• Share of population 12 and older fully vaccinated: 72 per cent
  • Total doses received in Ottawa*: 1,333,790

**Total doses received does not include doses shipped to pharmacies and primary care clinics, but statistics on Ottawa residents with one or two doses includes anyone with an Ottawa postal code who was vaccinated anywhere in Ontario. 


There are 43 active cases of COVID-19 in Ottawa on Wednesday, up from 42 on Tuesday.

Ottawa Public Health removed eight resolved cases from its pandemic total on Wednesday. The total number of resolved cases of coronavirus in Ottawa is 27,185. The eight cases were removed upon investigations revealing these individuals did not live in Ottawa.

The number of active cases is the number of total laboratory-confirmed cases of COVID-19 minus the numbers of resolved cases and deaths. A case is considered resolved 14 days after known symptom onset or positive test result.


Ottawa Public Health is reporting zero COVID-19 patients in local hospitals and zero in intensive care.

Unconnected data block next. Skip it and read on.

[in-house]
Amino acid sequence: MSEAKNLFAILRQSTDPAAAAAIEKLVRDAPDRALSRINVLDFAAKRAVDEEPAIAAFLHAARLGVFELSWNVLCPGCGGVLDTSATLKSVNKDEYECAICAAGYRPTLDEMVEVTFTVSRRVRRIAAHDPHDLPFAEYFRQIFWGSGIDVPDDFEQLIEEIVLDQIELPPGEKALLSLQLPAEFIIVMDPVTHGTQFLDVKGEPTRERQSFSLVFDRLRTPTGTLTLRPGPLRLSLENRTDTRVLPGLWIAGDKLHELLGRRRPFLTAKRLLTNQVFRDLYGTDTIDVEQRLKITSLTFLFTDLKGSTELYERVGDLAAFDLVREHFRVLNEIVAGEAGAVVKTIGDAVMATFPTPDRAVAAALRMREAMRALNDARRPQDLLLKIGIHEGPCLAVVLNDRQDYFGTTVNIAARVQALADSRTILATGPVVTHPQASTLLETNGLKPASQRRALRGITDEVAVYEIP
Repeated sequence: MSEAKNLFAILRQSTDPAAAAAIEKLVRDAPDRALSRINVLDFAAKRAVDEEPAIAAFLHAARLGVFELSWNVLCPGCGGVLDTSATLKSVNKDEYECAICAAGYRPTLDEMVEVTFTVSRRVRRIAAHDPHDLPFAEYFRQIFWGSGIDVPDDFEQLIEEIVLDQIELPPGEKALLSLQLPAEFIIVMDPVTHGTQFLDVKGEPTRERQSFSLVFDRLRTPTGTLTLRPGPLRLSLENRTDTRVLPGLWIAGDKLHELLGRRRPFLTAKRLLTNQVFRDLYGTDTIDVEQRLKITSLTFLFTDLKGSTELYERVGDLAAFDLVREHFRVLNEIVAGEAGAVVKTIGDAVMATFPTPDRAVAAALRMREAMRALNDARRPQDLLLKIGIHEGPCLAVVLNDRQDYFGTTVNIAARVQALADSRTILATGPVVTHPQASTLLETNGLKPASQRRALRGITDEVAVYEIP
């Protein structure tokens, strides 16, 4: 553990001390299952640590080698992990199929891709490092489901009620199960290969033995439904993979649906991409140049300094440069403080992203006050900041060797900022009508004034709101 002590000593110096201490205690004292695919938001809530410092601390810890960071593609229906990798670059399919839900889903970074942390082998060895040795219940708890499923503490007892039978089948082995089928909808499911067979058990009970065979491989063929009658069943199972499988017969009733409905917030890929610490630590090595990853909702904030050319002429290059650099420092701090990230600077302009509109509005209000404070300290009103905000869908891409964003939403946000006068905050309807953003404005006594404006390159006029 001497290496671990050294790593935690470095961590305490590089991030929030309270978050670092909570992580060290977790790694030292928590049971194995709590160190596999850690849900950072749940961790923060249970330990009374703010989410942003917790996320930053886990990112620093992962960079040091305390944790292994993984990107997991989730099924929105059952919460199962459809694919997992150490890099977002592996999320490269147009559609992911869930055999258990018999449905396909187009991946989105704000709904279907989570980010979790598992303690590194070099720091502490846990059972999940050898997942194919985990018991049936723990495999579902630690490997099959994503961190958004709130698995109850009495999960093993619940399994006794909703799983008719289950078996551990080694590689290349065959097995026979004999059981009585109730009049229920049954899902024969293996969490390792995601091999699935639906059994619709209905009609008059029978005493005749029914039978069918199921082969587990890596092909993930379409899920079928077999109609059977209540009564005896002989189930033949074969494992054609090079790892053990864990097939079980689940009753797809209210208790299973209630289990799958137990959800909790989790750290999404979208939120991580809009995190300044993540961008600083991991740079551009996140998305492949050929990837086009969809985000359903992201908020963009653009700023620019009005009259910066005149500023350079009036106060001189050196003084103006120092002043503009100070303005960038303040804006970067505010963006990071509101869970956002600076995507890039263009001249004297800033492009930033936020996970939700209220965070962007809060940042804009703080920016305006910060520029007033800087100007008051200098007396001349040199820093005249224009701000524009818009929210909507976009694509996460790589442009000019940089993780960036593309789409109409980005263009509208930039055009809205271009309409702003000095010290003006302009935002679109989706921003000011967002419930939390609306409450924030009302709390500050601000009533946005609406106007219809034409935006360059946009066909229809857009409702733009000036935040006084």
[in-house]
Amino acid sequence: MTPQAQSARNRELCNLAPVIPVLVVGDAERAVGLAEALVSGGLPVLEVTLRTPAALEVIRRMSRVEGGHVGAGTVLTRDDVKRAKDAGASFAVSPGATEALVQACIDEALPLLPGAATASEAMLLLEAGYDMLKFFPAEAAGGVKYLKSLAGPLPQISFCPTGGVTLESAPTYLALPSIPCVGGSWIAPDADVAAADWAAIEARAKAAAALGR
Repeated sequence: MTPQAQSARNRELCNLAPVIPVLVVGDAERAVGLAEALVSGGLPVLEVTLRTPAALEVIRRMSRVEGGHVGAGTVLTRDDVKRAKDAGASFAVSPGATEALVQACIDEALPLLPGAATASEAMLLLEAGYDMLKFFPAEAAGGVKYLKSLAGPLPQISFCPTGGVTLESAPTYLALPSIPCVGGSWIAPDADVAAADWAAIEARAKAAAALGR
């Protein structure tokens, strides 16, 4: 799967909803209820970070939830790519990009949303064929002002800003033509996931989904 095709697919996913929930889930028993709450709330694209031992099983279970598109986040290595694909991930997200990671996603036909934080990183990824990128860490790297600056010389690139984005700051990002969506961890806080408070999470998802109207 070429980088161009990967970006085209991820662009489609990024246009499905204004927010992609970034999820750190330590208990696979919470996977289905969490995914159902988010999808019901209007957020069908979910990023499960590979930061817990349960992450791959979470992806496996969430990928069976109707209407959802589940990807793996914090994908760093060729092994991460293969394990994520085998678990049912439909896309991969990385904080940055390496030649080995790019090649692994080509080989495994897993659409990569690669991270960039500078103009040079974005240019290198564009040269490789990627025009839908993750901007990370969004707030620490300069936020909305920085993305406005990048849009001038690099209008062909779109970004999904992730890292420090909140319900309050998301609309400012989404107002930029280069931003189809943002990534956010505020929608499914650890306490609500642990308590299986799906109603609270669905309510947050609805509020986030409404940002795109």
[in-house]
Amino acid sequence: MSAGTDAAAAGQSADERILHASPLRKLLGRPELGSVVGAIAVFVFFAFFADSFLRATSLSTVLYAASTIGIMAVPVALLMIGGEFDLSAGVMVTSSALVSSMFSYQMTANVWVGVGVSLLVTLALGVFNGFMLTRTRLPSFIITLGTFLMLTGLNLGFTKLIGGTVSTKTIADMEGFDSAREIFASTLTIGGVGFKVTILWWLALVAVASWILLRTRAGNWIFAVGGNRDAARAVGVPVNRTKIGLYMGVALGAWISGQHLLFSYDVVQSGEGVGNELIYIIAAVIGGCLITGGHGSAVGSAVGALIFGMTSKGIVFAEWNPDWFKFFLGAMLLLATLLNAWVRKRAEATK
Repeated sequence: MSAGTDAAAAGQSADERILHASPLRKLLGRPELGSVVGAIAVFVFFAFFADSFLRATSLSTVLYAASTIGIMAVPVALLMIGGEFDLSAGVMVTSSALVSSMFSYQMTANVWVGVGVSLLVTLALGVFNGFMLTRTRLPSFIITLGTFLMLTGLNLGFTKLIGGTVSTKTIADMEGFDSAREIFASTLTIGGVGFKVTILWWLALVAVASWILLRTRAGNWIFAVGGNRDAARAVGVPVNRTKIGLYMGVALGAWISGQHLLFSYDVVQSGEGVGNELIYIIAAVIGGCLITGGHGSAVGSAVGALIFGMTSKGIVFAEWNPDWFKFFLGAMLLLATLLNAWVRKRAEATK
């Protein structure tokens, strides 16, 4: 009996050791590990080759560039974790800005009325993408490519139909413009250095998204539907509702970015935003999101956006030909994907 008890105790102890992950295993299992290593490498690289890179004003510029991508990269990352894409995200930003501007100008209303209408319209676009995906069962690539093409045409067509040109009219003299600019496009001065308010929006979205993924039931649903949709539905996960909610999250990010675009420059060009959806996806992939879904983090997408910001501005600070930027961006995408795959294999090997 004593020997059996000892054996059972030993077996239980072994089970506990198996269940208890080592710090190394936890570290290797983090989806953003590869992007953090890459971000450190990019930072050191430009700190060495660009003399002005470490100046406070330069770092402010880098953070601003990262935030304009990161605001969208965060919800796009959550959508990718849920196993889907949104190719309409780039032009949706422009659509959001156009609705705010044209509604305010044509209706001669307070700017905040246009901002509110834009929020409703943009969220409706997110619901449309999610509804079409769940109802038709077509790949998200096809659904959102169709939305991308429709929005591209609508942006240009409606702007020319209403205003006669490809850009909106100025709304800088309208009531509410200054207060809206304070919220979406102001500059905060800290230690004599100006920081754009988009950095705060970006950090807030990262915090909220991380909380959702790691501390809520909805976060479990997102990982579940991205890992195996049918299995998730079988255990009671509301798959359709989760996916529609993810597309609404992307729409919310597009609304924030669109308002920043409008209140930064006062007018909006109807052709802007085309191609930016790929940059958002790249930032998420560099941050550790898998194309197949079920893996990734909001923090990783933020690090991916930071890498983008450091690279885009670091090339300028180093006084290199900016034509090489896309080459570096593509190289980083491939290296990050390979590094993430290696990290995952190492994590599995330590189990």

Local ICUs have been COVID-19 free for more than a month.

These data are based on figures from Ottawa Public Health’s COVID-19 dashboard, which refer to residents of Ottawa and do not include patient transfers from other regions.


  • 0-9 years old: Three new cases (2,307 total cases)
  • 10-19 years-old: Zero new cases (3,586 total cases)
  • 20-29 years-old: Three cases removed from total (6,243 total cases)
  • 30-39 years-old: Three cases removed from total (4,251 total cases)
  • 40-49 years-old: One case removed from total (3,662 total cases)
  • 50-59 years-old: Two cases removed from total (3,332 total cases)
  • 60-69-years-old: One case removed from total (1,964 total cases)
  • 70-79 years-old: Zero new cases (1,097 total cases)
  • 80-89 years-old: Zero new cases (856 total cases)
  • 90+ years old: Zero new cases (520 total cases)
  • Unknown: Zero new cases (3 cases total)  


Ottawa Public Health data*:

  • Total Alpha (B.1.1.7) cases: 6,834 (-1)
  • Total Beta (B.1.351) cases: 406
  • Total Gamma (P.1) cases: 35 
  • Total Delta (B.1.617.2) cases: 52 (+1)
  • Percent of new cases with variant/mutation in last 30 days: 40 per cent
  • Total variants of concern/mutation cases: 9,154 (+1)
  • Deaths linked to variants/mutations: 101

*OPH notes that that VOC and mutation trends must be treated with caution due to the varying time required to complete VOC testing and/or genomic analysis following the initial positive test for SARS-CoV-2. Test results may be completed in batches and data corrections or updates can result in changes to case counts that may differ from past reports.


Ottawa Public Health says 525 Ottawa residents were tested for COVID-19 on Tuesday. The daily positivity rate was 0.95 per cent.

The weekly average positivity rate for Ottawa residents for the week of July 28 to Aug. 3 is 0.5 per cent.